The little details. That’s what jerseys are all about. Having an eye for and caring about the little details separates the strong from the weak in the jersey collecting game. This applies in life as well, but that’s for another post on another blog for a different time. I appreciate small jersey details and those of you that know me know that I love my jerseys. My collection somewhat speaks for itself, but I also thought I would share a little bit about the process that I go through to get my jerseys looking the way they do. Sure, someone can always go to my friends at Meigray and buy game worn jersey after game worn jersey, but buying Joe Sakic, Peter Forsberg, and Patrick Roy game worn jerseys can cost something well beyond a pretty penny. Why not find blank jerseys and get them lettered? They cost a fraction of the price and you can still, at least most of the time, get the quality of jersey the players wear/wore on the ice. Do I have your attention? Want to know more? We’re going to get along just fine. Thanks for being here.
Step one, find legitimate jerseys from legitimate sellers. I hate to say what not to do so early in this post, but do NOT buy fake jerseys. No one likes fake jerseys except your bank account. In general, you will get what you pay for. If a deal seems too good to be true, it is. Do your homework and deal with sellers that have a good reputation. eBay is my main source. This is the toughest part of the process, especially with older styles or the style that’s worn on the ice right now. They are pretty rare. You will have to wade through a lot of fake jerseys. Patience is definitely a key. Good jerseys will show up eventually though.
Step two, do some serious research about your blank jersey. Know of some reputable places where you can go to find pictures of players in the jersey you have. Even better, find images of a game worn jersey that has been up for auction at one point in time. Getty Images (searching by a particular year and/or particular player helps narrow the field quickly), gamewornauctions.net, and Classic Auctions are the big three that I use, but there are many smaller other options out there. Google images helps as well. Make something like this to send along with your jersey to the place that customizes your jerseys.
Again, the details. Nameplate or not? What material is the nameplate? Does your customizer carry the material needed for the nameplate? Buy a blank replica or a hopeless old authentic made with the same material if needed. Sometimes something like this has to happen to make a new jersey look the way it should and that’s okay. How are the numbers cut? Did the player wear an alternate captain’s “A” or a captain’s “C” in this style jersey? Adding a patch or two? Do the research and find legitimate patches from legitimate sellers as well. This is the same challenge as the jersey situation above.
The images in the example above are pictures of game worn Rob Blake jerseys that were auctioned off at one time or another. Sometimes I simply include images of jerseys already in my collection like here:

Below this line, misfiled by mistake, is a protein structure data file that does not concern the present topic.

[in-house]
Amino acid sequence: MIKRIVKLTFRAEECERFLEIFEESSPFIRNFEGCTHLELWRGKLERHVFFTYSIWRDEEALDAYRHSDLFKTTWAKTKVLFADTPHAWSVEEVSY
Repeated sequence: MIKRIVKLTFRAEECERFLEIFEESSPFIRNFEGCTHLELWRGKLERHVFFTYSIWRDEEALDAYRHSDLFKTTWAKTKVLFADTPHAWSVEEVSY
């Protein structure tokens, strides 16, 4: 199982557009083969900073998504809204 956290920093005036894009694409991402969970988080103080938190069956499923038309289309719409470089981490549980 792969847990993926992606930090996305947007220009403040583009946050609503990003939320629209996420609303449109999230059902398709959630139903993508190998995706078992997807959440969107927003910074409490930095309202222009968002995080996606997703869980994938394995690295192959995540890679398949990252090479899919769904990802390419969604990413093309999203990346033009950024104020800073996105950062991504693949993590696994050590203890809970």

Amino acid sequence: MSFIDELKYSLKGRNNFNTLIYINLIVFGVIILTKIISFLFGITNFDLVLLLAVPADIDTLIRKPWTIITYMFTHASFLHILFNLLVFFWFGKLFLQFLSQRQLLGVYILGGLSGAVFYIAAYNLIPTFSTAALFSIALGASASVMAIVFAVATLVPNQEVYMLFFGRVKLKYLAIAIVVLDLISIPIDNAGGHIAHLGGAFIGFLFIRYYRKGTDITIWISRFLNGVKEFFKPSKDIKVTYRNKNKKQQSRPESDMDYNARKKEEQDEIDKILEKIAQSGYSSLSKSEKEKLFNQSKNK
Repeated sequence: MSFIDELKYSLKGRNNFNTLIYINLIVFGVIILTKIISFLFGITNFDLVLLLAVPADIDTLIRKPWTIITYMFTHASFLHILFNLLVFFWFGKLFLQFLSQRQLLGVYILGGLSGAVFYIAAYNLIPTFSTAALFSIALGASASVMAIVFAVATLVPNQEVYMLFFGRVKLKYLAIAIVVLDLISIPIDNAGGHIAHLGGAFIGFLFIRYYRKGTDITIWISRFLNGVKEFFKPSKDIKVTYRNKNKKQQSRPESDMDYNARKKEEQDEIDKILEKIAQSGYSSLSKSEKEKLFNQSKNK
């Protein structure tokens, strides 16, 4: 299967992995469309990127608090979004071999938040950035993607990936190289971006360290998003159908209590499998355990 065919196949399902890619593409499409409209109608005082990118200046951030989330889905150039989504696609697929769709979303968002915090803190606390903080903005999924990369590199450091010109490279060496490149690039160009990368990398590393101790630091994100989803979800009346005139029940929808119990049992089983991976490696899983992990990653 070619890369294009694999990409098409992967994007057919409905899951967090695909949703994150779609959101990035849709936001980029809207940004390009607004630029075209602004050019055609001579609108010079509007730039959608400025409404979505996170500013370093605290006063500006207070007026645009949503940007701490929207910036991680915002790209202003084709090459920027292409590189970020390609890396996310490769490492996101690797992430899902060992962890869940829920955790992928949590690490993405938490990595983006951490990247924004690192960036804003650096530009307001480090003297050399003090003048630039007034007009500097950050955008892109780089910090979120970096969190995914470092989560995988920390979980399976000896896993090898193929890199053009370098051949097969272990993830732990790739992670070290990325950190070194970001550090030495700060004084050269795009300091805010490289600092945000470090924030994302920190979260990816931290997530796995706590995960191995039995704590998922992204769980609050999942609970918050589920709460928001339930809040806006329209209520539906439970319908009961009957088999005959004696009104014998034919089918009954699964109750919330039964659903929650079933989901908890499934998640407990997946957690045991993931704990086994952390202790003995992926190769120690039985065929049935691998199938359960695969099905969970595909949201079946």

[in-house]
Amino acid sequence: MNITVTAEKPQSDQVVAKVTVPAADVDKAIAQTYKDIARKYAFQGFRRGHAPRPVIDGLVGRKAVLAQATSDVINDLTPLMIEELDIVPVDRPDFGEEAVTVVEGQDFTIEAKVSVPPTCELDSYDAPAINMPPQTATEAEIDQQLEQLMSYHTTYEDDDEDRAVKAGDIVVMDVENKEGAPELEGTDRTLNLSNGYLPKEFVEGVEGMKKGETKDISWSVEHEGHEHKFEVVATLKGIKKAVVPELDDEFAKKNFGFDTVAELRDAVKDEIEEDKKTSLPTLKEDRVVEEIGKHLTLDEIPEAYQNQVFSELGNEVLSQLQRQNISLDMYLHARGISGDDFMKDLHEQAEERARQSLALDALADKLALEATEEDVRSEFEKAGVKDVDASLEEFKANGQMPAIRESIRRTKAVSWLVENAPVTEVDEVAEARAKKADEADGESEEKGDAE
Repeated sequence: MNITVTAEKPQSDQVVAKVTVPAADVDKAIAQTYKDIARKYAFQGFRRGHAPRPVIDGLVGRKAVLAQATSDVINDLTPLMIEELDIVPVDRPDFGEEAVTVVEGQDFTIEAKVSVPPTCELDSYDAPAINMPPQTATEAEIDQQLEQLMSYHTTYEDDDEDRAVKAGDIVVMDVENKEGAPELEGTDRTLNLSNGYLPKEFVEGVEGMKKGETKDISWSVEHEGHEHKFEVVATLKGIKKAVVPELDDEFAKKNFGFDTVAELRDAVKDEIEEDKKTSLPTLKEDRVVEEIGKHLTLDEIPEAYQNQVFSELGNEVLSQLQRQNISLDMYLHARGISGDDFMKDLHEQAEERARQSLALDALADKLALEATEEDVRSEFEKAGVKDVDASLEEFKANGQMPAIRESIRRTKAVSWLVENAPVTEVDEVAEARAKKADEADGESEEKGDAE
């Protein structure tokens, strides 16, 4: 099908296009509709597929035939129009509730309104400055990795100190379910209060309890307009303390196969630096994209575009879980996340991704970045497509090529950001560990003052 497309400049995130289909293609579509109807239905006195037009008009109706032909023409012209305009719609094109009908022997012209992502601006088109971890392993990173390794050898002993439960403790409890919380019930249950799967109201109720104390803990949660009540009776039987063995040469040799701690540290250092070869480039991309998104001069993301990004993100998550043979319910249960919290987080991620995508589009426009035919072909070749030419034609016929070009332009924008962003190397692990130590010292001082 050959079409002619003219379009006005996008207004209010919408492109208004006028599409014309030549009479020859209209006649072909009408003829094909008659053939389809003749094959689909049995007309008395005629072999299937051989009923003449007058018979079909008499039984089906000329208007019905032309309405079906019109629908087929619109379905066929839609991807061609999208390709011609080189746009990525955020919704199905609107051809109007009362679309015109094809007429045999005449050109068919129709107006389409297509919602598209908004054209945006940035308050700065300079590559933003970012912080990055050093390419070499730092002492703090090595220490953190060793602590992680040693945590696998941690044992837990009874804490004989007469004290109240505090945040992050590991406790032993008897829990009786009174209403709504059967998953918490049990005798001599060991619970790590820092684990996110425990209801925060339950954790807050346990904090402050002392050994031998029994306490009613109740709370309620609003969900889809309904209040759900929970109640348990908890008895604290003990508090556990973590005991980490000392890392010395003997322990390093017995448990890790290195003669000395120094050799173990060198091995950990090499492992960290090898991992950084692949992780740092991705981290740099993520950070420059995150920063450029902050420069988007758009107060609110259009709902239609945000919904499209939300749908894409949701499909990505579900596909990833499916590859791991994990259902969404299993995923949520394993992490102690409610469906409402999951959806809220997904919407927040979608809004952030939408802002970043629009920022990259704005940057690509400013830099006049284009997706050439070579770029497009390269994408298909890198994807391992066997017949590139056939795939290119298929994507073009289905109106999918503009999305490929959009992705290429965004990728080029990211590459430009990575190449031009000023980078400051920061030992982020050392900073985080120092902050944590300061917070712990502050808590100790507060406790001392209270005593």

sickness passion like mine having different versions of the same jersey in the collection with only the patch being different on each jersey is a fairly common thing. The 2000-2001 Colorado Avalanche season was fun in the fact there were two versions of every jersey worn. That’s jersey heaven right there.
And for one more example, the best that can be done at times is finding images of the style jersey in game action.
Basically, anything that you can do detail-wise to help the customizer isn’t going to hurt and a little more detail rather than less is always the side to miss on.
Next, find some patches (if needed.) And no, it’s not okay to put patches on jerseys that don’t need to be there. Be historically accurate and do things right.
Then, prepare the patches. Patches produced by National Emblem have a hard plastic backing on them to keep them from being placed on jerseys. National Emblem also makes the best patches around. So take the plastic backing off of the patches and get them ready to be placed where they were meant to be, on jerseys.
These are ready to go:
The next step in my process includes laying the jerseys and patches in the order out to double-check that all is accurate and I have absolutely everything I need.
Once everything looks good the patches are placed in baggies so they’re less likely to get lost, the jerseys are folded up carefully (make sure to not put a hard crease through the crest as they can be almost impossible to get out), and then each jersey (and baggie if needed) is put into its own larger bag.
The jersey bags are stacked in a tote so I can carry them all easily.
The lid is perfect to keep the elements out and the jerseys clean and dry.
Then we’re ready to make the trip to one of my favorite places on earth, Denver Athletic. You probably don’t have the luxury of being able to drive to the place that letters your favorite NHL team’s jerseys, that’s just a special perk of living in Denver and loving Avalanche jerseys the way that I do. I definitely don’t ever take this opportunity for granted.
Besides finding the jerseys the waiting is now the hardest part. My friends at DA do phenomenal work, so the waiting is always well worth it.
Stay tuned for an update post coming at you in a few short weeks…hopefully.
Have questions? Need more details? Let me know. Comment here, “like” The AHP Facebook Page (if you haven’t already) and send me a message there or email me at avalanchepodcast at Comcast dot net. I’m always happy to help you in any way that I can because getting jerseys done right is obviously a huge passion of mine. Be in touch. I would love to hear from you.